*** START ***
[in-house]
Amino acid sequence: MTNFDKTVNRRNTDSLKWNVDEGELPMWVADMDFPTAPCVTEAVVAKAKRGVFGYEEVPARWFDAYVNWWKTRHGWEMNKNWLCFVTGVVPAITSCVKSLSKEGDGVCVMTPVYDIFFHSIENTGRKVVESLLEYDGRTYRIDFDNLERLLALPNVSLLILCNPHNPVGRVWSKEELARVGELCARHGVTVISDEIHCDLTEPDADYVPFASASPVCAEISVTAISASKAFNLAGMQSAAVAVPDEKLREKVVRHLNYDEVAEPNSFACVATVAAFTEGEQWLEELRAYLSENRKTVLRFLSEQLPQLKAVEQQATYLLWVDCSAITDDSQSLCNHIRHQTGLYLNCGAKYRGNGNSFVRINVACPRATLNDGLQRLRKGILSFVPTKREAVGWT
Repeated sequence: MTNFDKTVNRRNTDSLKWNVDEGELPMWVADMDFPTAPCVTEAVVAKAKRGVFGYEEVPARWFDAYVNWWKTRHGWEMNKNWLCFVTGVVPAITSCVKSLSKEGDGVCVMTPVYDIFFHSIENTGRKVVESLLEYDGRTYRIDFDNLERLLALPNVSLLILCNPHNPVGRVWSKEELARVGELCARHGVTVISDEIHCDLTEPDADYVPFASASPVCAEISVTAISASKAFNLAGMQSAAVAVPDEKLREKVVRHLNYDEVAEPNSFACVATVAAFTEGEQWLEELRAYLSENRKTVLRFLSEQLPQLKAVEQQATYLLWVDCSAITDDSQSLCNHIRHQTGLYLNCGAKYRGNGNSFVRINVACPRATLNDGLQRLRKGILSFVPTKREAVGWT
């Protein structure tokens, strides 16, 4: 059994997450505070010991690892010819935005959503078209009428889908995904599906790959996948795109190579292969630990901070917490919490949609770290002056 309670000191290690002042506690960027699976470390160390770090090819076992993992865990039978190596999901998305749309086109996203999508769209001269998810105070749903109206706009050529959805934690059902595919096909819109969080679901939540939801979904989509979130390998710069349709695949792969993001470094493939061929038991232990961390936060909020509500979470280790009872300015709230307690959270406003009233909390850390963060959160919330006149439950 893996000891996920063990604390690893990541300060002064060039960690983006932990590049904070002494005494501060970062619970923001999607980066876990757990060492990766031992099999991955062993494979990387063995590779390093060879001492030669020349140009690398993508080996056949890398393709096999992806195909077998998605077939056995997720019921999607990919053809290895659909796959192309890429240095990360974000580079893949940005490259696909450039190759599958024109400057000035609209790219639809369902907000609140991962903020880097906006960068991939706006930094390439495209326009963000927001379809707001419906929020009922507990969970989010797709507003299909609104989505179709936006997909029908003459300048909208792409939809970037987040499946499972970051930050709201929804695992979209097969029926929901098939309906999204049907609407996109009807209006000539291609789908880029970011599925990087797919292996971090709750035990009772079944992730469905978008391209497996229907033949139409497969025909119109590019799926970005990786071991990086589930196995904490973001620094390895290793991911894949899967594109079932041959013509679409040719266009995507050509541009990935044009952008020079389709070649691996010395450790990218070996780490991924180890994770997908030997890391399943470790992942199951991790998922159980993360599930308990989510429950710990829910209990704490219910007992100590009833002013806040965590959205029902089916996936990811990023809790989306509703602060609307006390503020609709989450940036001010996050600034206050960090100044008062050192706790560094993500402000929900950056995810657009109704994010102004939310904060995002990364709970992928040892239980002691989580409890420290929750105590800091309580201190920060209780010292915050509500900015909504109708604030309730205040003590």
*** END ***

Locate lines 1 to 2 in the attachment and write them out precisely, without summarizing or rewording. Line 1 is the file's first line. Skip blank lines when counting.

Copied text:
[in-house]
Amino acid sequence: MTNFDKTVNRRNTDSLKWNVDEGELPMWVADMDFPTAPCVTEAVVAKAKRGVFGYEEVPARWFDAYVNWWKTRHGWEMNKNWLCFVTGVVPAITSCVKSLSKEGDGVCVMTPVYDIFFHSIENTGRKVVESLLEYDGRTYRIDFDNLERLLALPNVSLLILCNPHNPVGRVWSKEELARVGELCARHGVTVISDEIHCDLTEPDADYVPFASASPVCAEISVTAISASKAFNLAGMQSAAVAVPDEKLREKVVRHLNYDEVAEPNSFACVATVAAFTEGEQWLEELRAYLSENRKTVLRFLSEQLPQLKAVEQQATYLLWVDCSAITDDSQSLCNHIRHQTGLYLNCGAKYRGNGNSFVRINVACPRATLNDGLQRLRKGILSFVPTKREAVGWT